My PhD thesis focused on the political economy of fiscal austerity in OECD countries and Canadian provinces. Most research suggests that governments can impose cutbacks without seeing their popularity decrease, and that by implementing austerity, governments can reorient their expenditures towards more productive investments.

I argue that this view is mistaken and show that austerity reduces governments’ popularity and encourages them to prioritize public policies that are profitable in the short term, to the detriment of longer-term investments.


Jacques, Olivier and Lukas Haffert. 2021. “Paying the Price of Austerity? Shedding a New Light on an Old Question.” European Political Science Review. 13(2): 189-207. 

Jacques, Olivier. 2021. “Austerity and the path of least resistance : how fiscal consolidations crowd out long term investments.” Journal of European Public Policy. 28(4): 551-570.

Jacques, Olivier. 2020."Partisan priorities under fiscal constraints in Canadian provinces." Canadian Public Policy/Analyse de Politiques



Under which conditions do governments implement policies that are beneficial in the long-term? This project builds on a theoretical perspective highlighting the effect of electoral competition, political institutions, and austerity to explain why governments adopt a long-term rather than short-term perspective.

It focuses on several policy fields ranging from education, infrastructure and environmental protection to preventive health care.


Jacques, Olivier. 2021. “The Electoral Politics of Long-term Investments.” ForthcomingParty Politics

Working paper

Ammi, Mehdi, Emmanuelle Arpin, Olivier Jacques and Alain Noël. "The partisan and fiscal determinants of public health spending in Canadian provinces."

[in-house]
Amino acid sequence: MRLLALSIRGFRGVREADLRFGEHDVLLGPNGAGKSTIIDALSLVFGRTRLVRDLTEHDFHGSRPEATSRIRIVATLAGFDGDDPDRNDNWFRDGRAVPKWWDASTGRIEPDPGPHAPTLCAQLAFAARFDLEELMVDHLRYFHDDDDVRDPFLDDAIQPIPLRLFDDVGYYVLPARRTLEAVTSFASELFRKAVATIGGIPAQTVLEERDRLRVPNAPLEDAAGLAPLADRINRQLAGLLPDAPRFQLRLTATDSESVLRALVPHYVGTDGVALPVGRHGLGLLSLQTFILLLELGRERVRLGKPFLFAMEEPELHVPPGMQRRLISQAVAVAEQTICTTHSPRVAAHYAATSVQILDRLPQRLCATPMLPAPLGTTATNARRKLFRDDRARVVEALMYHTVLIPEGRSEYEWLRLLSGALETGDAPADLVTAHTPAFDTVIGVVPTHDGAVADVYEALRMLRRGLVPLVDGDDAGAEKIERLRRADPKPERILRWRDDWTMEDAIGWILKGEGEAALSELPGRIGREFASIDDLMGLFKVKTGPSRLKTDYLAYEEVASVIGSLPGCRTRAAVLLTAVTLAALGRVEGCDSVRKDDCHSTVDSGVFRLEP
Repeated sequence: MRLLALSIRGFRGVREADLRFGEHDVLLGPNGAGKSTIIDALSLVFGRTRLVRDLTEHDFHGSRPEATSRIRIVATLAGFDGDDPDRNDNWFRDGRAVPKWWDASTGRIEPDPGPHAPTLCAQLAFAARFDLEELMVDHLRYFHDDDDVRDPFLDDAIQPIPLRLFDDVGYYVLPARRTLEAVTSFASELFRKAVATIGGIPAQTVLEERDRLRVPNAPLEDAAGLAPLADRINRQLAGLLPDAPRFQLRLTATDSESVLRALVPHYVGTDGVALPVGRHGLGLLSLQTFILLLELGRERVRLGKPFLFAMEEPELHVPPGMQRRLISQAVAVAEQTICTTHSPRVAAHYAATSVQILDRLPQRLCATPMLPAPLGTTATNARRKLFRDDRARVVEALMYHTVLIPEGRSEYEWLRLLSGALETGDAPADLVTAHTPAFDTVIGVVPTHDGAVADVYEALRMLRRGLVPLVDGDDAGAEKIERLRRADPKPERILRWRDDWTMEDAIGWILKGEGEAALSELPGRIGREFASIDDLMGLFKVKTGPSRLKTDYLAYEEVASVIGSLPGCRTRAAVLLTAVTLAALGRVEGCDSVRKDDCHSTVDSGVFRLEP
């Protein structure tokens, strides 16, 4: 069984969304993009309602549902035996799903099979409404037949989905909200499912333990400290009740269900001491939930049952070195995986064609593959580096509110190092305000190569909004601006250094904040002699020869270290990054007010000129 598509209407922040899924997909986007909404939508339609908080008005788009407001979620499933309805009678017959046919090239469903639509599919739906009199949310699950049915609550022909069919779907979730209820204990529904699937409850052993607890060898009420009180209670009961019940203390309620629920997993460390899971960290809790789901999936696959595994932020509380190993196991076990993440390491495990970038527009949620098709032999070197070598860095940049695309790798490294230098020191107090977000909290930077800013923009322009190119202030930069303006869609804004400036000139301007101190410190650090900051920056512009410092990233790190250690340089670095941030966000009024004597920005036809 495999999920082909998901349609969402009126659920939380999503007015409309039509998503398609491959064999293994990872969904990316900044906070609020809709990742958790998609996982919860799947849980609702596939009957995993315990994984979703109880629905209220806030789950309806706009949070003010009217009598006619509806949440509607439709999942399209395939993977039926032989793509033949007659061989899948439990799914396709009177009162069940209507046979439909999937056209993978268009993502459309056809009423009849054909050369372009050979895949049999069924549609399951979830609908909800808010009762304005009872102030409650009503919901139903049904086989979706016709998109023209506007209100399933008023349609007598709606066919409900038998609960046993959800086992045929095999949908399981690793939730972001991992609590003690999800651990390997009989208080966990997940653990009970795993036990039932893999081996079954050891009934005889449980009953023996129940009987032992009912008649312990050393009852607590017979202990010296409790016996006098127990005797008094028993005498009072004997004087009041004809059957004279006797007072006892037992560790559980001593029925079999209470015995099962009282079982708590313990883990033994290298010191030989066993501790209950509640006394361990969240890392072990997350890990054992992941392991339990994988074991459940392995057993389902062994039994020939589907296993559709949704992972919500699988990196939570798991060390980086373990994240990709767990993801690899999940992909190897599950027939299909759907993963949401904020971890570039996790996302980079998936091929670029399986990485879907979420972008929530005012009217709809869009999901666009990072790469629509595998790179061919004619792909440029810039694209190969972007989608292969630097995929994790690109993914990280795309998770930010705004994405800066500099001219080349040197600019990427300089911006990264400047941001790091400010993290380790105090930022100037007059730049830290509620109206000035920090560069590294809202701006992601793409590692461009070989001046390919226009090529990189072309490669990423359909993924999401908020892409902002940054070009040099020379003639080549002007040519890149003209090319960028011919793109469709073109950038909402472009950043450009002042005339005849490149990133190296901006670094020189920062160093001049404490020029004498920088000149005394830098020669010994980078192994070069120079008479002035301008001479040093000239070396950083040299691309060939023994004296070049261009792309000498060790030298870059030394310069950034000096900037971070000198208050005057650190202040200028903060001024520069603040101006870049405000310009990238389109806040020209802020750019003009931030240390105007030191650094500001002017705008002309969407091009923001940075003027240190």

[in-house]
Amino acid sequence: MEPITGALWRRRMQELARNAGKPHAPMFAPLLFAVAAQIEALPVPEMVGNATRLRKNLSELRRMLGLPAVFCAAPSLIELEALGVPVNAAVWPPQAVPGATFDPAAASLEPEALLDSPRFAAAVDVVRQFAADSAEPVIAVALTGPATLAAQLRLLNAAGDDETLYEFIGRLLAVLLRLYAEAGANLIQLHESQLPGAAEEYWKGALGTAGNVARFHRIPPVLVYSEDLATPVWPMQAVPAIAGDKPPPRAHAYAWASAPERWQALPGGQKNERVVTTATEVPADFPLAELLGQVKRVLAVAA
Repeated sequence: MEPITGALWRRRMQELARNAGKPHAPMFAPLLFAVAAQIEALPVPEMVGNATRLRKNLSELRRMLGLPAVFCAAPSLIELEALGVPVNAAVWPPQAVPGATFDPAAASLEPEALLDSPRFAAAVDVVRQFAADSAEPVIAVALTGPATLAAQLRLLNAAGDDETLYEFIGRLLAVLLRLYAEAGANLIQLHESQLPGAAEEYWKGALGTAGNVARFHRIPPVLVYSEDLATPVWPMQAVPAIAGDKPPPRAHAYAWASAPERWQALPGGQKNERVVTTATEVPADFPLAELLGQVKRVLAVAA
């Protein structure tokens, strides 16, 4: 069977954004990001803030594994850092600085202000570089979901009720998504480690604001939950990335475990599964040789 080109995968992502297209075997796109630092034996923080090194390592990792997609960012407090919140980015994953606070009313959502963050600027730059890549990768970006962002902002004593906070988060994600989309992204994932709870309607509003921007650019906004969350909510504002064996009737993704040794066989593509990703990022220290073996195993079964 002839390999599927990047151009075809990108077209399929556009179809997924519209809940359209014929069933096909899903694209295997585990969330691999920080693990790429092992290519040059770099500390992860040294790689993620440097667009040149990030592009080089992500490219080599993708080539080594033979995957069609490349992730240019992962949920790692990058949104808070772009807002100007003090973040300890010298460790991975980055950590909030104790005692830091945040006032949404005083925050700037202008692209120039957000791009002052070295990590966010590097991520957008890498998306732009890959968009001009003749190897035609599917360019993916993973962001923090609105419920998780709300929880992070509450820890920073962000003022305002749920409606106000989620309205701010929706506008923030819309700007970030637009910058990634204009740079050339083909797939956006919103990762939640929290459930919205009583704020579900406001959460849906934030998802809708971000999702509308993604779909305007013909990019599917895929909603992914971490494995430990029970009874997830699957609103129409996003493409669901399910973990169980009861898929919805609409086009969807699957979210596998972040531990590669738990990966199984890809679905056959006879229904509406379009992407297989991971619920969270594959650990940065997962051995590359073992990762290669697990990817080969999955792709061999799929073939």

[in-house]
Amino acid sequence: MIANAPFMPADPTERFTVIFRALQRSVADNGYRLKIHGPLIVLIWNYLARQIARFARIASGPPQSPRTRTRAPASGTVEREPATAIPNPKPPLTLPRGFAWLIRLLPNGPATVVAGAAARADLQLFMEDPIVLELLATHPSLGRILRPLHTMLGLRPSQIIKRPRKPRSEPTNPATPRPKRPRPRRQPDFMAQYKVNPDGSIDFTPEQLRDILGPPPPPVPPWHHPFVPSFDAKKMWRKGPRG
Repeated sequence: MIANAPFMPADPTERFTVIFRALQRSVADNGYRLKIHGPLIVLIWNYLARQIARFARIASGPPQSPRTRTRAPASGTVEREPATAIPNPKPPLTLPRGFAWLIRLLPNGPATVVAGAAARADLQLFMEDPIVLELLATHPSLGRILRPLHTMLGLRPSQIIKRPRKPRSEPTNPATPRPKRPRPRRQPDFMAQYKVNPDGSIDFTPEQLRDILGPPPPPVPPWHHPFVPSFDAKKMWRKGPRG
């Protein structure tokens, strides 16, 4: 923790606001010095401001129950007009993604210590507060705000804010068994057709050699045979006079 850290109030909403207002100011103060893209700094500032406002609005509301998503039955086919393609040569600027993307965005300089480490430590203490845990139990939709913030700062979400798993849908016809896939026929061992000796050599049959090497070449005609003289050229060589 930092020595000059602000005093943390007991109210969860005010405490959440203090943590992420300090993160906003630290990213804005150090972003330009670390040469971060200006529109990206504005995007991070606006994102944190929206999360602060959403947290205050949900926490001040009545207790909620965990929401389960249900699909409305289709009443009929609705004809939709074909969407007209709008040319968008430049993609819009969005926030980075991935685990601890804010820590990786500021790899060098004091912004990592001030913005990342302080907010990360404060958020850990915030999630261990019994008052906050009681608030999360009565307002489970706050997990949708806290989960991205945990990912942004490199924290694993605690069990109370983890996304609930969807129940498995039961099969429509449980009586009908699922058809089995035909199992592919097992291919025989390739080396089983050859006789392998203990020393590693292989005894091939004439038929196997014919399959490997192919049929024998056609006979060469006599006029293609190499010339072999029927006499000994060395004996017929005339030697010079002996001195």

This project revisits classical questions in the comparative welfare state research: does the paradox of redistribution, stating that universalism entails more redistribution and poverty reduction than targeting (Korpi and Palme 1998), still holds in the 21st century. 

How do we combine the political legitimacy and institutional solidity of a universal welfare state with the redistributive efficiency of targeted programmes?

Furthermore, the project investigates the effect of social policies and income inequality on population health.

This is a collaborative project with Alain Noël.


Jacques, Olivier and Alain Noël. 2021. "Targeting Within Universalism." Journal of European Social Policy. 31(1): 15-29.

Jacques, Olivier and Alain Noël. 2018. "The case for welfare state universalism, or the lasting relevance of the paradox of redistribution" Journal of European Social Policy. 28(1): 70-85

Working paper

Jacques, Olivier and Alain Noël. “Decommodification and Health: How the Welfare State and the Labor Market Influence Population Health.” Under review



This research agenda concerns the relationship between fiscal policies and public opinion in several different projects.

In collaboration with Chris Abbott, Elizabeth Goodyear-Grant, Kyle Hanniman and Scott Matthews, I have fielded a survey experiment assessing whether Canadians and Americans prefer deficit-financed post-pandemic recovery to fiscal austerity. We also evaluate if the growing tendency of central banks to comment on government fiscal policy affects voters’ policy preferences.